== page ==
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Pulp Fiction Thematic Structure

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Essay title: Pulp Fiction Thematic Structure

Pulp Fiction, through the course of incorporating three seemingly unrelated narratives pulled together an interwoven story that unfolded like a well-oiled machine. With each of the narratives relying on pieces of the lurid subject matter (pulp) previous to it, which aided in expressing the overall theme. The film manages to pull this off while still giving each of its narrative segments equal weight; as a result they work like interlocking gears, each one necessary to all the others. Leaving us with thematic structure and many different kinds of pulp in a humorous amoral setting. What is strange about these intermingled narratives is the order in which they are told. I hope to articulate how the fracturing of this story aided in the overall effectiveness of Pulp Fiction.

During the prologue we are introduced to Bunny and Pumpkin who bracket the film and provide us with an influential thrust toward the theme, as well as to what proceeds. As Pumpkin’s ironic discourse unfolds we find he wants to leave behind robbing liquor stores because it’s too much of a risk, yet he’s too smart and together to need a day job. So he banters on about the easiness of armed robbery aimed at soft targets. With their cocky attitude and misguided confidence, they launch a spontaneous and poorly planned robbery sending us into the credits. Bunny and Pumpkin have then setup the amoral attitudes of our protagonist. But they also have touched on the risk designated with this lifestyle and attitude, a thematic issue that is explored throughout the film.

Now two of our protagonists are introduced Jules and Vincent. While we ride along with them we are allowed to develop a partiality toward them. Through their quite friendly banter, as they nonchalantly talk about Vincent’s trip and the little differences between Europe and the US. Once we arrive at their destination the amoral nature of the characters are illustrated again, as the discussion ranges from their weapons of choice to the right and wrongs of a foot massage. Their conversation also sets up the proceeding narrative building anticipation around what is going to happen with Mia & Vincent, as well as helping to develop the outer goals of Vincent and Jules. Which are simply do there job while taking now bull from anyone (except from those higher up in the game). Their nonchalant attitudes, plus statements like, “let get into character” continue to build our partiality for the men despite their occupation. Once in the apartment our first discrepancy between the film and the screenplay also takes place, cutting this narrative segment after Jules speech. As a result the scene solidifies our impressions of the gangsters as true gangsters, by not instantly putting them in a vulnerable position. A position that isn’t even dealt with at all in the following narrative, in fact, in the screenplay Jules is not even part of the next story. Cutting the scene here also sparks interest in Jules bad speech (bad in the cool way).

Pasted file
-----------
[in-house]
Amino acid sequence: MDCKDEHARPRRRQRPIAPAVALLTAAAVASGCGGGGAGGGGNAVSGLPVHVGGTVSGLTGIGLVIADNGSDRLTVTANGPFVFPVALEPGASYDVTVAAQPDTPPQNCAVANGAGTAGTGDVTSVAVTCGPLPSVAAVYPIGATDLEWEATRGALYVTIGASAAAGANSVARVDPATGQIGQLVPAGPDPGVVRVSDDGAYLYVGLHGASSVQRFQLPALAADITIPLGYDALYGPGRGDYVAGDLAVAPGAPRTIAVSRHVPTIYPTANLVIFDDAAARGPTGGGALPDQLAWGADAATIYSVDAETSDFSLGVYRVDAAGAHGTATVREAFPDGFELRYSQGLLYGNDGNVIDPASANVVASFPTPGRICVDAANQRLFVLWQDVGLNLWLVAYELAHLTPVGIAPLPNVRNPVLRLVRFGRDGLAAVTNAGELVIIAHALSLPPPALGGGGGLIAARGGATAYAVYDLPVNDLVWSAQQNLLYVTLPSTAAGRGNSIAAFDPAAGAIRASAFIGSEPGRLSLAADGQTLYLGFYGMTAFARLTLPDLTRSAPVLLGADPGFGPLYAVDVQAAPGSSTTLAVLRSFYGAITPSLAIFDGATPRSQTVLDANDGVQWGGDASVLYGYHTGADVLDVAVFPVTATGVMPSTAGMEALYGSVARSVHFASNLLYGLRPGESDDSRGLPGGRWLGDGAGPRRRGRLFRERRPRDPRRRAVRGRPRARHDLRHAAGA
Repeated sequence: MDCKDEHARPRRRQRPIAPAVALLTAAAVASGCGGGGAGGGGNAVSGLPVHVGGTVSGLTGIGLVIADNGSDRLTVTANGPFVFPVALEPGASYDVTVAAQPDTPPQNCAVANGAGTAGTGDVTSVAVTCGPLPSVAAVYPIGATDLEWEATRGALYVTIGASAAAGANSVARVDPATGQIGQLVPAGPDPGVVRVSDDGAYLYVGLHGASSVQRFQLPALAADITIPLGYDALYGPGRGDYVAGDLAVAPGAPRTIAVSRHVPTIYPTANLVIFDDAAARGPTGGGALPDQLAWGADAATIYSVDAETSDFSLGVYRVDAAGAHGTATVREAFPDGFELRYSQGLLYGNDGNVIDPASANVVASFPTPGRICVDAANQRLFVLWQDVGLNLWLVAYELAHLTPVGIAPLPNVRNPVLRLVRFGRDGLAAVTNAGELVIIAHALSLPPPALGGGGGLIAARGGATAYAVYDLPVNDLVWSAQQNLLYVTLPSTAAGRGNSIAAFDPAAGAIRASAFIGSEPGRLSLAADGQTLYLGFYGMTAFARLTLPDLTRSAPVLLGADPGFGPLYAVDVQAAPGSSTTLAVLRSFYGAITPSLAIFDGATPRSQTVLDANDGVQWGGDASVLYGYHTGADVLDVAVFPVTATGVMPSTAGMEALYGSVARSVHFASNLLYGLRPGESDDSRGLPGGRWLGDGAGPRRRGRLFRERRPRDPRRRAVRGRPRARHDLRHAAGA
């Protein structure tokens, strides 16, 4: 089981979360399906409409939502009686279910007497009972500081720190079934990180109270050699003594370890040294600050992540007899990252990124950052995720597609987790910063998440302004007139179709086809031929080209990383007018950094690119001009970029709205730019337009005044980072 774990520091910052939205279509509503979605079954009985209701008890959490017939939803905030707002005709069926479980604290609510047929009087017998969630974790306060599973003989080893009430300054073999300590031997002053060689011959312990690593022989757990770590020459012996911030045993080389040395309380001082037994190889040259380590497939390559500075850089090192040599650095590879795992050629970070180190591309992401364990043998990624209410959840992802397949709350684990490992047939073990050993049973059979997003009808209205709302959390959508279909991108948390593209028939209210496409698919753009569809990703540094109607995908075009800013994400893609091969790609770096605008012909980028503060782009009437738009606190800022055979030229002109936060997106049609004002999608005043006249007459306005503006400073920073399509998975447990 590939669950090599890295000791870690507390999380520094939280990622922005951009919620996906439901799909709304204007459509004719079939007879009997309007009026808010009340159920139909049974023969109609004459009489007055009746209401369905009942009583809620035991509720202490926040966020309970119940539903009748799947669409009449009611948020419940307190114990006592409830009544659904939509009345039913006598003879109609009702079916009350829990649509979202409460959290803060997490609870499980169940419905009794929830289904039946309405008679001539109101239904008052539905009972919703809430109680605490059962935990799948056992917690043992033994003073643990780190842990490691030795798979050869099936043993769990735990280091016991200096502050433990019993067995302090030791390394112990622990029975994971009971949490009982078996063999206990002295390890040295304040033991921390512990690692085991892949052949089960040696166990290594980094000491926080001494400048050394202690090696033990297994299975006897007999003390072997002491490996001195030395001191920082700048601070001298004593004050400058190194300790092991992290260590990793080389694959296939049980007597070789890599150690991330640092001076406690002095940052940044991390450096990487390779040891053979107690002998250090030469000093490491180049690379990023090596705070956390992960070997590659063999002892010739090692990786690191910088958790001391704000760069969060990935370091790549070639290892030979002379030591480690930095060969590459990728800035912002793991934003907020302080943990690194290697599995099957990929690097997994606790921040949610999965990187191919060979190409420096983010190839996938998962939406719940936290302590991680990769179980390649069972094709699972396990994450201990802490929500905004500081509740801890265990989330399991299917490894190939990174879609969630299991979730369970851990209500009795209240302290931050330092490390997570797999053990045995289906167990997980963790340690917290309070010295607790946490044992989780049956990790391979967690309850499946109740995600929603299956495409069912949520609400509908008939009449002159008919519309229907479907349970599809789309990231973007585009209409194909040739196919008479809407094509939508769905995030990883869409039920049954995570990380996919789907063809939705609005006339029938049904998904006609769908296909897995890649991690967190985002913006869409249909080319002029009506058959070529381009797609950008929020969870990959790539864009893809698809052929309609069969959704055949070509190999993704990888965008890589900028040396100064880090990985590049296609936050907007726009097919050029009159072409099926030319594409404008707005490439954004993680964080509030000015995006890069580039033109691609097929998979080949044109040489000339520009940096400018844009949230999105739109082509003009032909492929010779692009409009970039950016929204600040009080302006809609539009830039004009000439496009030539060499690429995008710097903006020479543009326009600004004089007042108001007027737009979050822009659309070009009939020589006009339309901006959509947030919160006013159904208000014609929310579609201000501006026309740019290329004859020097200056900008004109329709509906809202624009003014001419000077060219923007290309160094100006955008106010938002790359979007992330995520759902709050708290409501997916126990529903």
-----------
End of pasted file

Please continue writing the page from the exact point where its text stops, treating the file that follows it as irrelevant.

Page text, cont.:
Moving into the next narrative right away the foundation for The Gold Watch is setup, as Marsellus and Butch talk over their business deal. Albeit Marcellus is the big man on campus, but with the large self-confidence of all the films characters he soured his deal from the start. Condescendingly speaking of Butch’s ability: how it won’t last, and that being a fact that he’s going to have to get real about. Marsellus continues, “Besides how many fights you got left? You came close but you never made it, and if you where going to make it you would have made it by now.”

In the movie the affect of Marsellus’s words was dealt with considerably better than in the script. Marsellus’s spiel (from above) is the changed version; it makes the film more realistic not having Bruce Willis as a featherweight. However the big change that should have tipped Marsellus off was the line that was added after his mocking speech. Marsellus ask, “Are you my nigga?” And Butch’s retort, “it certainly appears so.” Adding salt to injury Marsellus continues his dialogue explaining the night of the fight Butch might feel a little sting, that sting is pride. Latter in Maynard’s shop we see the affect of Marsellus’s words amplified while Butch punches him in the face screaming, “you feel that, that’s pride mother fucker”, a line that was also added to the film. All of these things play an important part in the following narrative; once again providing us with evidence of how these “separate” stories interlock with one another.

Moving on to the meat of this narrative we deal with Mia, Mr. Vega, and our first turning point as the protagonist began to take shape based on their decisions. So far throughout the narratives Vincent’s amoral attitude has been challenged by everyone’s response to him escorting Mia out. The mystique and allure of Mia is weighted from the moment he arrives at the

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